If a church invites Andrew Sullivan to address the congregation one day and Niall Fergusson on another, would you know to which god it prays? To older eyes like mine it feels a little like having the Pope in one day and the local rabbi the nex. OK, so both might arrive bearing a bible, but …. seriously?
So what part does political opinion play in the the brand positioning of a modern news magazine? From the evidence of these three covers you could be forgiven for not being quite certain what Newsweek stands for. But in the war for eyeballs, the only constant is controversy.
I feel a similar dismay to that which struck me about The Guardian recently: like the political figures they comment about, news brands want to control the political centre ground, and be all things to all people in the search for larger online audiences. But the result is the potency and value of their voices become weaker and less distinctive.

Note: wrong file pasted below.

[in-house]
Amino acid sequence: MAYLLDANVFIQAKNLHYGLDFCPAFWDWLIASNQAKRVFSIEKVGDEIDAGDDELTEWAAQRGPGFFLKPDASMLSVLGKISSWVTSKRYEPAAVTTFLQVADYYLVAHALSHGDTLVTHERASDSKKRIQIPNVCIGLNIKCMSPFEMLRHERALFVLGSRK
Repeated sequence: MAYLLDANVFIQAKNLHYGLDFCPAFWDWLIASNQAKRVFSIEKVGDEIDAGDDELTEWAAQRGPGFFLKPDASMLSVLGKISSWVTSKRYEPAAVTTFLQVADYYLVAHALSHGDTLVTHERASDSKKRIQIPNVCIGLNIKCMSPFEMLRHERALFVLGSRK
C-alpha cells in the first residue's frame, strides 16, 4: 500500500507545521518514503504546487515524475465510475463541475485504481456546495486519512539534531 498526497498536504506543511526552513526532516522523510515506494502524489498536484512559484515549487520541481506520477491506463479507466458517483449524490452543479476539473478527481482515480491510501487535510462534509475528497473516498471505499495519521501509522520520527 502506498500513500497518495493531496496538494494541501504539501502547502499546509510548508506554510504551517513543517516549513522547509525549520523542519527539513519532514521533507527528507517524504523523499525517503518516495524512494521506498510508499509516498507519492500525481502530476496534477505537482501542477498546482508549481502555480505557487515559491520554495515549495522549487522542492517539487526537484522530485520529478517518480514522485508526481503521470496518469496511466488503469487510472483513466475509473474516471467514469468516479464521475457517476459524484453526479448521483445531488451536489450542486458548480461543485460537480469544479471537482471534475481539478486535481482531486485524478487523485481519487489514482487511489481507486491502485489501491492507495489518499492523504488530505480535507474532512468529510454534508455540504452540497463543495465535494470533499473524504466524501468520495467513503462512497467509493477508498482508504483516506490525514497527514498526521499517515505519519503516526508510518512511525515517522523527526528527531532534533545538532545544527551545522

Perhaps they do not see it this way, but I sense that the brands which are being enhanced are not the ones on the masthead but rather the those of the authors whose bylines appear on the stories.
“…Make no mistake about what is happening here. Tina Brown is dressing up Ferguson’s failure as a provocation and conversation-starter. The problem is that this is not the kind of conversation Brown means to start.”
[Tom McGovern, Capital wonders whether Tina Brown is serious about Newsweek anymore. Is anybody? ]